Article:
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DEEPNHOCK
08-06-2012, 09:18 AM
http://www.longmontweekly.com/longmont-columnists/ci_21227821/adventures-boulder-county-mail-cart

(snippet copy - see link for complete article)

Adventures of a Boulder County mail cart


By Diane Goode Benedictlongmontweekly.com

Posted: 08/05/2012 01:00:00 AM MDT




http://extras.mnginteractive.com/live/media/site45/2012/0803/20120803__05lmhis_400.jpg (http://www.longmontweekly.com/portlet/article/html/imageDisplay.jsp?contentItemRelationshipId=4560852)Albert F. Hess drives his Studebaker mail cart on his rural mail route in Boulder County in 1928. (Irene McConnell, Courtesy photo)



In 2012, the U.S. Postal Service is under financial stress due to modern means of communication and thus requesting a reduction of staffing and services.
In early Colorado, however, local grange member Andrew "Johnnie" Gordon was working toward the adoption of rural mail delivery in the St. Vrain Valley. There were enough families for delivery and certainly enough mail.
It was not until the early 1900s that farm and ranch families received daily mail delivery. Housewives eagerly awaited the Sears Catalog, their husbands eagerly anticipated the latest news on livestock care, dairy management and farming.
On Feb. 16, 1907, Albert F. Hess (1874-1957), with one horse and one road wagon, picked up the first load of mail from the Lyons Post Office for delivery to new Rural Route No. 18. After a month of bouncing and jostling in all kinds of weather, Hess traveled to Denver and purchased, at his own cost, a horse, a harness and a sturdy Studebaker mail wagon with good springs and a floor brake.
The mail train arrived in Lyons at 11 a.m. again at 7 p.m. Mr. Fuller, the engineer on the Burlington Railroad, blew the whistle as he entered town. The conductor, L.C. Wolff, unloaded the mail, which Postmistress Nettie McFadden and her assistant, Grace Flynn, took to the post office to place into letterboxes and lay aside for Hess.
Hess and the Studebaker mail cart carried mail and packages far onto the plains for the next 10 years. The horse knew the way and clip-clopped over dirt roads as far as 63rd Street to the Wang, Montgomery, Reese and Weese farms. On his return, Hess flicked the reins to encourage the horse to trudge up the incline to the quarry towns of Noland and Beech Hill to deliver mail to the Hirschfelds, the boardinghouses and other residents.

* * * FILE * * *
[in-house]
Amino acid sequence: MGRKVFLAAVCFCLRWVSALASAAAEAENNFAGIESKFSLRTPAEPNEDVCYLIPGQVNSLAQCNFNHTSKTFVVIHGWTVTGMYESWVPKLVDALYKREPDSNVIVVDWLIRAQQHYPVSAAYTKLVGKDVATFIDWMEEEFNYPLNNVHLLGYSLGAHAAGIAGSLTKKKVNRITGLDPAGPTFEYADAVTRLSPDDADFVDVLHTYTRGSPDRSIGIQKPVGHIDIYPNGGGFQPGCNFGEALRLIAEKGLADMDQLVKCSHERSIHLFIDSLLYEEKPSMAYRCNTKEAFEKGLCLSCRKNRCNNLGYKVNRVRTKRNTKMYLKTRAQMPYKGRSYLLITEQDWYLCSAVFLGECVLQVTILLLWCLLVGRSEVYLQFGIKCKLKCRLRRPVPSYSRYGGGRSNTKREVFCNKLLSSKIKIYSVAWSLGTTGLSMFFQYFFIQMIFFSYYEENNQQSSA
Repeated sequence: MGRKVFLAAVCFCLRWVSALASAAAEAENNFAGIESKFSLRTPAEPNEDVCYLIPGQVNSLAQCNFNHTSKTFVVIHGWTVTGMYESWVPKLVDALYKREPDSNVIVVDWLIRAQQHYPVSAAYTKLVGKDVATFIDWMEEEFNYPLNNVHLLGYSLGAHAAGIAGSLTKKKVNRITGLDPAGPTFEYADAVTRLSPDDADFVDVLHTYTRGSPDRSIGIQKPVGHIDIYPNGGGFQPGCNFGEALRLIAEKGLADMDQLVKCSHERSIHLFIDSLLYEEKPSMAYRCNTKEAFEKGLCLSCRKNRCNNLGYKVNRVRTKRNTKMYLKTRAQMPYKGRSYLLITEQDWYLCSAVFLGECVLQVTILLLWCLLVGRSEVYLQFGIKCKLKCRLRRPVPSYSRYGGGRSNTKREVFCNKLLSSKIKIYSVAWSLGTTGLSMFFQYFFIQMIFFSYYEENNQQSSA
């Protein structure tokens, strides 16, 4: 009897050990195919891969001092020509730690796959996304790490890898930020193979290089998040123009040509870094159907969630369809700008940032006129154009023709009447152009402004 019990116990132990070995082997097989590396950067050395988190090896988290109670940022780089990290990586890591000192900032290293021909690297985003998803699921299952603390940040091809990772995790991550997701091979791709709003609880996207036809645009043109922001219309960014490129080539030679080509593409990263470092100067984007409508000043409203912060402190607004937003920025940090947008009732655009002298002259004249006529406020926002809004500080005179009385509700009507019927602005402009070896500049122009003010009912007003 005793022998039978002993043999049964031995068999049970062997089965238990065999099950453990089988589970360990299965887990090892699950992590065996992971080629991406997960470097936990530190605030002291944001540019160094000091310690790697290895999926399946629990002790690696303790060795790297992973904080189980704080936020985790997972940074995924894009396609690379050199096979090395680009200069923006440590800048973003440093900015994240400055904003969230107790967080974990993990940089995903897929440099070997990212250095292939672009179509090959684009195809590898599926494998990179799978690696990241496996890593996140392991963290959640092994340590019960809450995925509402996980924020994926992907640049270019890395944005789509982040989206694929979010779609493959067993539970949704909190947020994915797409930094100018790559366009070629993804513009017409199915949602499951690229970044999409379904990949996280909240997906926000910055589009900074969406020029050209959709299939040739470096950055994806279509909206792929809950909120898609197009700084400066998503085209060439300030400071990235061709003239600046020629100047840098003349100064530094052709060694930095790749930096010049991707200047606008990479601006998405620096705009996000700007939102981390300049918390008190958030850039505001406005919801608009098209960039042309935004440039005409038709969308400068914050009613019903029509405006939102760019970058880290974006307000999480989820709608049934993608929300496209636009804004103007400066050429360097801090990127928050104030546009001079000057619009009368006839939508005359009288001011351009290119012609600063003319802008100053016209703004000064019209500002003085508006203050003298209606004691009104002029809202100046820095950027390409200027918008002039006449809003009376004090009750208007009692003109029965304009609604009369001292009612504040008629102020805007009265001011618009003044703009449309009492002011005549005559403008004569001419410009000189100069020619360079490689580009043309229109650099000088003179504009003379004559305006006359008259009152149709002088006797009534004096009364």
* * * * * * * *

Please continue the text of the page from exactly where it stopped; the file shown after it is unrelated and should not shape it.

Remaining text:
Albert Hess was a kind man. Without expectation of compensation, he picked up groceries from town and delivered them along with the mail.
"I have been out in wind and electric storms. I've wallowed in the mud and drifted snow. I've forded the creek and washouts during high water and flood," he reminisced to a Lyons Recorder reporter.
In 1917, Hess upgraded from his horse and cart to a Ford Motor car, which in retrospect he regretted. Rural roads were poorly built and deeply pitted, making motoring rough going. In addition, his small salary was being eaten away by the constant purchase of tires and fuel.
Hess didn't want the retired mail cart to end up in the dump, so he asked Miss Nora Sineles to store it in her barn.
When Albert F. Hess died in 1957, his mail cart was donated to the Mail Carriers' Association, who eventually sold it to an antiques dealer. No one seemed to want to store the old cart.
In 1979, Richard and Jan Barrett, antiques dealers from Veneta, Ore., bought the mail wagon from another dealer to use as a showpiece for their store. When the family moved to Naches, Wash., the Studebaker mail wagon was shipped along with the rest of their buggy collection.
The wagon continued its statewide travels; in 1981 the Barrett family moved to Missouri, then returned to Washington state.
Barrett wrote to the Lyons Post Office to ask if anyone had an early picture of the mail cart. Irene McConnell replied that she had taken a picture in 1928. Hearing that the mail cart had been found, the Lyons Historical Society contacted the Barrett family and negotiations began. The price was set at $1,350.
Immediately, the ladies of the historical society went into action. Through donations and bake sales, they raised enough money to buy the wagon and pay for shipping costs. On Jan. 11, 1984, Allied Van Lines arrived in Lyons with the Studebaker mail wagon.
The adventure of the little mail cart, however was not over. Storage became a problem. Tim Combs kept it for a while in his Y Not Antiques shop at Fourth and Main. When his business expanded, the wagon was moved to George Newby's barn at 240 Evans.
The ladies of the Lyons Historical Society went into action once again and applied for a grant to pay for the construction of a steel structure to house the mail cart. In May 1990, the building was erected at the side of the Lyons Redstone Museum, the original 1890 Lyons schoolhouse, and secured with bars and metal skirting.
Hess' Studebaker mail wagon finally had found a permanent home. It sits in the shed behind a locked chain link fence, surrounded by other artifacts, maybe not in grandeur, but definitely protected and treasured.
The Lyons Historical Museum (303-823-6692) is at 340 High St. The museum is Open from May 1 to Oct. 1. The wagon is not on open display.